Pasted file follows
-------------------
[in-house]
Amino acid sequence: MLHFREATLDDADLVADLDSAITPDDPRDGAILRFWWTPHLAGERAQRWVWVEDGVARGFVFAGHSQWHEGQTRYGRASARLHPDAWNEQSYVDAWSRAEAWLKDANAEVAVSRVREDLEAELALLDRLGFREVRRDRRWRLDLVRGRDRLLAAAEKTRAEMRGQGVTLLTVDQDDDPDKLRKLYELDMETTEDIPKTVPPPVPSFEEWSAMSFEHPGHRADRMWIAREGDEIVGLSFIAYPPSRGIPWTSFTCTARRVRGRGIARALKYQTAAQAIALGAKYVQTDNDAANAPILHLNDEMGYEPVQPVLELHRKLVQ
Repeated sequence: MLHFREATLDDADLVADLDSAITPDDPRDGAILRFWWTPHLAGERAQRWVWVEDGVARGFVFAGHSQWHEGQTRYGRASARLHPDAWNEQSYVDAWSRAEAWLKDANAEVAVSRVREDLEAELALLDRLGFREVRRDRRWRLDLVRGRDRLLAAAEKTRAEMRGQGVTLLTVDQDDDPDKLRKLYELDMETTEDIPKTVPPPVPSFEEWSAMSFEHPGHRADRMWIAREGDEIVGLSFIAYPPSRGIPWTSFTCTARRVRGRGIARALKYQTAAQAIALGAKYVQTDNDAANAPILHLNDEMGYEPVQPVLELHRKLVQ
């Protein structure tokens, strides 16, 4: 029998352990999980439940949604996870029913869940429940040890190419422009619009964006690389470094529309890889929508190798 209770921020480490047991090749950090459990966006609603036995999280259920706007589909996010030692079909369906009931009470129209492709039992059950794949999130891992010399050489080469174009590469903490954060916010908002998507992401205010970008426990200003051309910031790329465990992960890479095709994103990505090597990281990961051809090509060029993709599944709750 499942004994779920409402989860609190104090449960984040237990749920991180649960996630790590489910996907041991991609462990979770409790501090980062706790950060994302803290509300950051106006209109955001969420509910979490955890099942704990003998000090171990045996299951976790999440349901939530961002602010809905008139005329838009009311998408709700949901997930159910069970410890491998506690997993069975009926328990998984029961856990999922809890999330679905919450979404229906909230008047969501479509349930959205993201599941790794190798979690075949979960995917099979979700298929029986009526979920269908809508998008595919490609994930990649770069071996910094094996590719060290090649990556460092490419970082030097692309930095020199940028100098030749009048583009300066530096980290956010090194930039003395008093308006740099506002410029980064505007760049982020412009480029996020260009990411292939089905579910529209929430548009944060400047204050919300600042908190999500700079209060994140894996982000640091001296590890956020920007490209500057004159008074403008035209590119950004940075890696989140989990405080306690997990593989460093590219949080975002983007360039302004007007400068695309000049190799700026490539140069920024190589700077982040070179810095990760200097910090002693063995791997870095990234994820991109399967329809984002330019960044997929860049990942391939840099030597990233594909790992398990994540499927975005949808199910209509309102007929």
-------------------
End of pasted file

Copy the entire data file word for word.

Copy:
[in-house]
Amino acid sequence: MLHFREATLDDADLVADLDSAITPDDPRDGAILRFWWTPHLAGERAQRWVWVEDGVARGFVFAGHSQWHEGQTRYGRASARLHPDAWNEQSYVDAWSRAEAWLKDANAEVAVSRVREDLEAELALLDRLGFREVRRDRRWRLDLVRGRDRLLAAAEKTRAEMRGQGVTLLTVDQDDDPDKLRKLYELDMETTEDIPKTVPPPVPSFEEWSAMSFEHPGHRADRMWIAREGDEIVGLSFIAYPPSRGIPWTSFTCTARRVRGRGIARALKYQTAAQAIALGAKYVQTDNDAANAPILHLNDEMGYEPVQPVLELHRKLVQ
Repeated sequence: MLHFREATLDDADLVADLDSAITPDDPRDGAILRFWWTPHLAGERAQRWVWVEDGVARGFVFAGHSQWHEGQTRYGRASARLHPDAWNEQSYVDAWSRAEAWLKDANAEVAVSRVREDLEAELALLDRLGFREVRRDRRWRLDLVRGRDRLLAAAEKTRAEMRGQGVTLLTVDQDDDPDKLRKLYELDMETTEDIPKTVPPPVPSFEEWSAMSFEHPGHRADRMWIAREGDEIVGLSFIAYPPSRGIPWTSFTCTARRVRGRGIARALKYQTAAQAIALGAKYVQTDNDAANAPILHLNDEMGYEPVQPVLELHRKLVQ
């Protein structure tokens, strides 16, 4: 029998352990999980439940949604996870029913869940429940040890190419422009619009964006690389470094529309890889929508190798 209770921020480490047991090749950090459990966006609603036995999280259920706007589909996010030692079909369906009931009470129209492709039992059950794949999130891992010399050489080469174009590469903490954060916010908002998507992401205010970008426990200003051309910031790329465990992960890479095709994103990505090597990281990961051809090509060029993709599944709750 499942004994779920409402989860609190104090449960984040237990749920991180649960996630790590489910996907041991991609462990979770409790501090980062706790950060994302803290509300950051106006209109955001969420509910979490955890099942704990003998000090171990045996299951976790999440349901939530961002602010809905008139005329838009009311998408709700949901997930159910069970410890491998506690997993069975009926328990998984029961856990999922809890999330679905919450979404229906909230008047969501479509349930959205993201599941790794190798979690075949979960995917099979979700298929029986009526979920269908809508998008595919490609994930990649770069071996910094094996590719060290090649990556460092490419970082030097692309930095020199940028100098030749009048583009300066530096980290956010090194930039003395008093308006740099506002410029980064505007760049982020412009480029996020260009990411292939089905579910529209929430548009944060400047204050919300600042908190999500700079209060994140894996982000640091001296590890956020920007490209500057004159008074403008035209590119950004940075890696989140989990405080306690997990593989460093590219949080975002983007360039302004007007400068695309000049190799700026490539140069920024190589700077982040070179810095990760200097910090002693063995791997870095990234994820991109399967329809984002330019960044997929860049990942391939840099030597990233594909790992398990994540499927975005949808199910209509309102007929």